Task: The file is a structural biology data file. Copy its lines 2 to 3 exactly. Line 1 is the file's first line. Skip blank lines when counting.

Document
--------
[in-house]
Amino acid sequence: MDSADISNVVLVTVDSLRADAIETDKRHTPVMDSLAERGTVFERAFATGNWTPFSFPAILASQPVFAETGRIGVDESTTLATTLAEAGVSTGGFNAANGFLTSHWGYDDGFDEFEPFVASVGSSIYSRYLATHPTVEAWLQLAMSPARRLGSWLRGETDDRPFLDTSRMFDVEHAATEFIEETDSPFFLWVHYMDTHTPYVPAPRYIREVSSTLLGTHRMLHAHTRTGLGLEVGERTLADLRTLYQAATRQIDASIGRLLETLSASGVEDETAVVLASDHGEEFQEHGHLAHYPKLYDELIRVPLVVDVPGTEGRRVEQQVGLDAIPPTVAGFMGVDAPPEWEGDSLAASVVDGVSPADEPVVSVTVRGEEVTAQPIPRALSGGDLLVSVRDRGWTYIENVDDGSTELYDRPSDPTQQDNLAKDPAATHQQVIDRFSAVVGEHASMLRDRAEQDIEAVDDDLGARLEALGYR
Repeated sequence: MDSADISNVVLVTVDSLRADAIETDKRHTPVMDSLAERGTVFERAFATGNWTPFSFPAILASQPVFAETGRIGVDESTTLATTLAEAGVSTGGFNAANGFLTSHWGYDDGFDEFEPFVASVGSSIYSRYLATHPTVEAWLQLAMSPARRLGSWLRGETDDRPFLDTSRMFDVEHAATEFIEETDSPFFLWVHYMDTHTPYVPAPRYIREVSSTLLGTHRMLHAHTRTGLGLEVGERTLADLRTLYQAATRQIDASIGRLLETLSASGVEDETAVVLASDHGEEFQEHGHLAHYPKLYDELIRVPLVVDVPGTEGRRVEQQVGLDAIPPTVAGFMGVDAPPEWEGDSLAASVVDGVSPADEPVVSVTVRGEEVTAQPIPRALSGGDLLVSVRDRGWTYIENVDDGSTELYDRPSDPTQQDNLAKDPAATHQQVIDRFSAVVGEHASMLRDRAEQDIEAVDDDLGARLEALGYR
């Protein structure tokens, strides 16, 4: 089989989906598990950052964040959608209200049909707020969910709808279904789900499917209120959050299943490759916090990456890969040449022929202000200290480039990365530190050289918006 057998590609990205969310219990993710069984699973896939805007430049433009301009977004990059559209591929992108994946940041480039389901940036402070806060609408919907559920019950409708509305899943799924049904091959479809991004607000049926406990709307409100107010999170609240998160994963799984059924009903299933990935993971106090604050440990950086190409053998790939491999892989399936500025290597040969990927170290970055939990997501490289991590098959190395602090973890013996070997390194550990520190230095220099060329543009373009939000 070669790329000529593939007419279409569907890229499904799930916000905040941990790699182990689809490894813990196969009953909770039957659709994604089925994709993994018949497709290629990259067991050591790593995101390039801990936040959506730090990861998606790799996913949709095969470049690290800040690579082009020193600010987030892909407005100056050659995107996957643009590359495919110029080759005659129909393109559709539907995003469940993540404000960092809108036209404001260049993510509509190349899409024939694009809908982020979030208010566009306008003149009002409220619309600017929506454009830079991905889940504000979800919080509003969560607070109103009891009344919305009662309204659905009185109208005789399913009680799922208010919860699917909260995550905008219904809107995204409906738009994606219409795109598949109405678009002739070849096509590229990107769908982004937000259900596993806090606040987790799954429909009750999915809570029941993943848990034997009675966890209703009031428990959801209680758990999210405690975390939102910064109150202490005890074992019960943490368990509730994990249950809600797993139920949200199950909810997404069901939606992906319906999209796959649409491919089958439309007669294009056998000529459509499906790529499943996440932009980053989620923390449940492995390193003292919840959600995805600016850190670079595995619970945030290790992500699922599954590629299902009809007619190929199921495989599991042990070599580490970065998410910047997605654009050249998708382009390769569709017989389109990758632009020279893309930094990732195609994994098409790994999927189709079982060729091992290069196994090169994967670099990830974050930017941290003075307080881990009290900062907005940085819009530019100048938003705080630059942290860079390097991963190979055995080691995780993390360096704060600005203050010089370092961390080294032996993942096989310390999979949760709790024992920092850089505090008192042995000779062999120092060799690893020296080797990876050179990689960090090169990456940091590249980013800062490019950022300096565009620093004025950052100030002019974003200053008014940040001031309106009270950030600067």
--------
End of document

Amino acid sequence: MDSADISNVVLVTVDSLRADAIETDKRHTPVMDSLAERGTVFERAFATGNWTPFSFPAILASQPVFAETGRIGVDESTTLATTLAEAGVSTGGFNAANGFLTSHWGYDDGFDEFEPFVASVGSSIYSRYLATHPTVEAWLQLAMSPARRLGSWLRGETDDRPFLDTSRMFDVEHAATEFIEETDSPFFLWVHYMDTHTPYVPAPRYIREVSSTLLGTHRMLHAHTRTGLGLEVGERTLADLRTLYQAATRQIDASIGRLLETLSASGVEDETAVVLASDHGEEFQEHGHLAHYPKLYDELIRVPLVVDVPGTEGRRVEQQVGLDAIPPTVAGFMGVDAPPEWEGDSLAASVVDGVSPADEPVVSVTVRGEEVTAQPIPRALSGGDLLVSVRDRGWTYIENVDDGSTELYDRPSDPTQQDNLAKDPAATHQQVIDRFSAVVGEHASMLRDRAEQDIEAVDDDLGARLEALGYR
Repeated sequence: MDSADISNVVLVTVDSLRADAIETDKRHTPVMDSLAERGTVFERAFATGNWTPFSFPAILASQPVFAETGRIGVDESTTLATTLAEAGVSTGGFNAANGFLTSHWGYDDGFDEFEPFVASVGSSIYSRYLATHPTVEAWLQLAMSPARRLGSWLRGETDDRPFLDTSRMFDVEHAATEFIEETDSPFFLWVHYMDTHTPYVPAPRYIREVSSTLLGTHRMLHAHTRTGLGLEVGERTLADLRTLYQAATRQIDASIGRLLETLSASGVEDETAVVLASDHGEEFQEHGHLAHYPKLYDELIRVPLVVDVPGTEGRRVEQQVGLDAIPPTVAGFMGVDAPPEWEGDSLAASVVDGVSPADEPVVSVTVRGEEVTAQPIPRALSGGDLLVSVRDRGWTYIENVDDGSTELYDRPSDPTQQDNLAKDPAATHQQVIDRFSAVVGEHASMLRDRAEQDIEAVDDDLGARLEALGYR